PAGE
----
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Solar collectors plumbed Parallel vs. Serial - Page 2

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Posted by Nolan Tucker on October 21, 2004, 12:20 am
 
Thanks to all.  I am new to maintaining my own system and learning a lot
thanks to you guys.
nolan

"Bert Menkveld" <bertATreentronicsDOTcom> wrote in message

temperature

collectors

hottest


Posted by Nolan on October 21, 2004, 12:10 pm
 
Hi Bert-
    What type of valve would I ask for?  This valve would not increase the
resistance/load on the pump?
nolan

"Bert Menkveld" <bertATreentronicsDOTcom> wrote in message

temperature

collectors

hottest


Posted by Bert Menkveld on October 27, 2004, 10:48 pm
 Hi Nolan,

Well, you may not want to add any flow restriction, unless you have a good
reason for wanting less but hotter water.

If you do need to restrict the flow, any kind of valve you can get at your
local hardware store will do.  Plumbing it in series with the pump will
allow you to adjust flow rate.  For a typical centrifugal pump there is no
harm in restricting the flow this way.

If you have a fixed displacement pump (unlikely?), then you would have to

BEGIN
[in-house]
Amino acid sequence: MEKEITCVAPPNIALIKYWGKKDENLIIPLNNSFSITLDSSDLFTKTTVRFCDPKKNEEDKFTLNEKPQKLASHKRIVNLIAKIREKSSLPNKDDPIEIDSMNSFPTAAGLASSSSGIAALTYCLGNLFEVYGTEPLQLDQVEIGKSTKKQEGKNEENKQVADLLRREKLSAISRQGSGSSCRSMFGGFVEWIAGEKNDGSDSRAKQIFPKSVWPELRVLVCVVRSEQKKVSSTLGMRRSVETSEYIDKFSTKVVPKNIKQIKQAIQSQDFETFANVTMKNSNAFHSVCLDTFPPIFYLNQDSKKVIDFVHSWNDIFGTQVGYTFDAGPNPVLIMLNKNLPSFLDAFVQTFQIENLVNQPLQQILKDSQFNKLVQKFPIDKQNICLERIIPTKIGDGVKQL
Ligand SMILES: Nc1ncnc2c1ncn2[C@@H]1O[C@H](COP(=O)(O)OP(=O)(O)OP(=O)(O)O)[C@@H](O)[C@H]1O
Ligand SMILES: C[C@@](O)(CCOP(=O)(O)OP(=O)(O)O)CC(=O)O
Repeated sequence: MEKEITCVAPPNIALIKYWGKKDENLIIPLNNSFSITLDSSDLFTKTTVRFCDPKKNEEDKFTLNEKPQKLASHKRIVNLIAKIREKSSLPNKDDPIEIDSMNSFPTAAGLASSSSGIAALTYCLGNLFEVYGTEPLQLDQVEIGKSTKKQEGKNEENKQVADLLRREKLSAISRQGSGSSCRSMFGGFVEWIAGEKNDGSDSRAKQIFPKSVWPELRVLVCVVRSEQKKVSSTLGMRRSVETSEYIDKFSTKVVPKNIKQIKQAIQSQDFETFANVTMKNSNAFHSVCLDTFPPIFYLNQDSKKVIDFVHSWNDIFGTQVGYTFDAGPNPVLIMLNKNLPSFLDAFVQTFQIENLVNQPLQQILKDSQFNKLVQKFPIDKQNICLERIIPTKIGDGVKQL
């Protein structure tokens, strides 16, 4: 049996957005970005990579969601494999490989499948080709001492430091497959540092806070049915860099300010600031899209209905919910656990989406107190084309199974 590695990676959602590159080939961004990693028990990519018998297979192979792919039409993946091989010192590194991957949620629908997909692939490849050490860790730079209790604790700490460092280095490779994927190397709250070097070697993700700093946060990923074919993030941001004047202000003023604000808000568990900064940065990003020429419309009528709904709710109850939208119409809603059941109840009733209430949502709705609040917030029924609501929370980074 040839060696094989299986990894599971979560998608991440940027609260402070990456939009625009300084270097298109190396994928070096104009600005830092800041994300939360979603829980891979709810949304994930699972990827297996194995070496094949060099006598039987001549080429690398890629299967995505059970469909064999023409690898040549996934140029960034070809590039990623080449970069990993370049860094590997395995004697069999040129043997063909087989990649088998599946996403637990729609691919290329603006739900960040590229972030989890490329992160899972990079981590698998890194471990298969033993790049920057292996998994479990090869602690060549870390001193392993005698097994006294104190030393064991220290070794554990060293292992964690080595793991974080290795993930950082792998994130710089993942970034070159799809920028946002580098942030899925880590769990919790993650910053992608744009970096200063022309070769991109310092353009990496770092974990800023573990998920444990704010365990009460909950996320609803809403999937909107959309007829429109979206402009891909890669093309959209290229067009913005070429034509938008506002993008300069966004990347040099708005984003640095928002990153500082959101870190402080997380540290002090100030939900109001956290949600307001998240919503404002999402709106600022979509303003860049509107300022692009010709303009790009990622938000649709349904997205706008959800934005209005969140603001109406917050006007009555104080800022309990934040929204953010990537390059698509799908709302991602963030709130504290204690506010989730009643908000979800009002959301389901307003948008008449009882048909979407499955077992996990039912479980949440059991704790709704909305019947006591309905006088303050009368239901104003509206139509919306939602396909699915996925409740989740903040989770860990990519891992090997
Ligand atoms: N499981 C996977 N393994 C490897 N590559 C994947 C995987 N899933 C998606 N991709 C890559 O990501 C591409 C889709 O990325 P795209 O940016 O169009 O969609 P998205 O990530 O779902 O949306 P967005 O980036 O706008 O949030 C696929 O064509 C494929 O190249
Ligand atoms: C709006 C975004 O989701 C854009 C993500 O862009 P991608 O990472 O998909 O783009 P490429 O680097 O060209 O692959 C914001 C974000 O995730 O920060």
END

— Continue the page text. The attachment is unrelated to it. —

plumb the valve in parallel with the pump and open the valve slightly to
partially "short-circuit" the fluid flow.

--
Bert Menkveld



Posted by Gary on October 17, 2004, 5:08 pm
 Nolan Tucker wrote:

I think that you will probably be better off with the parallel
arrangement:

It is by far the most common arrangement used for Domestic Hot Water
heating.

I think that if you hook the two panels in series the summer
temperatures out of the 2nd panel may be much more than you want, and
possibly to too high for the health of the system.

As is pointed out above, the efficiency of the 2nd panel in the series
arrangement will suffer -- you would get higher temperatures, but less
hot water.  i.e. the product of (Volume of water heated)*(Temperature
rise) will be less for the series connection.


--
If you are using the system just for Domestic Hot Water heating, two
4' by 12' panels should produce a lot of hot water.  If they don't, I
would look into all the basics, like orientation and tilt of the
panels, shading, chronic awful weather conditions, system flow rates
or controller not set up right ...



Gary

Posted by Gary on October 18, 2004, 5:23 pm
 ...

There is a troubleshooting checklist here:

http://www.fsec.ucf.edu/pubs/factsheets/index.htm

(FS32)


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